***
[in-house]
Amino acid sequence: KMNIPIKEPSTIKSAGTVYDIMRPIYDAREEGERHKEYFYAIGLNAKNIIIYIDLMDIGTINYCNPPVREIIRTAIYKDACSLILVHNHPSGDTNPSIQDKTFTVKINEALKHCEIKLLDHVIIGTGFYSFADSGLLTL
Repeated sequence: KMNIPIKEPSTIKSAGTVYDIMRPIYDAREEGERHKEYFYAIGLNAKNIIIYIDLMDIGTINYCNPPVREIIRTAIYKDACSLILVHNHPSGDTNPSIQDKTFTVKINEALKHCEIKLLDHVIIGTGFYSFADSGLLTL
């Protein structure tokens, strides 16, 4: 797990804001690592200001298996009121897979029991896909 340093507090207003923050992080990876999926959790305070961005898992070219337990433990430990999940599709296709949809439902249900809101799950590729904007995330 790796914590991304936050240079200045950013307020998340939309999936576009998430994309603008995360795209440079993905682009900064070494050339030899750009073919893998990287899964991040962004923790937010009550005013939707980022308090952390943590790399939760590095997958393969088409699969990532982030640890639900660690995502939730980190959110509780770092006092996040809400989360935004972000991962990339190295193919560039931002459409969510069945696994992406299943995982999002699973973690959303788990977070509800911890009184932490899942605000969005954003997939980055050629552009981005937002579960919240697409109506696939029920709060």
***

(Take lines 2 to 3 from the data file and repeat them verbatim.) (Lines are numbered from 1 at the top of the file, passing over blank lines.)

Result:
Amino acid sequence: KMNIPIKEPSTIKSAGTVYDIMRPIYDAREEGERHKEYFYAIGLNAKNIIIYIDLMDIGTINYCNPPVREIIRTAIYKDACSLILVHNHPSGDTNPSIQDKTFTVKINEALKHCEIKLLDHVIIGTGFYSFADSGLLTL
Repeated sequence: KMNIPIKEPSTIKSAGTVYDIMRPIYDAREEGERHKEYFYAIGLNAKNIIIYIDLMDIGTINYCNPPVREIIRTAIYKDACSLILVHNHPSGDTNPSIQDKTFTVKINEALKHCEIKLLDHVIIGTGFYSFADSGLLTL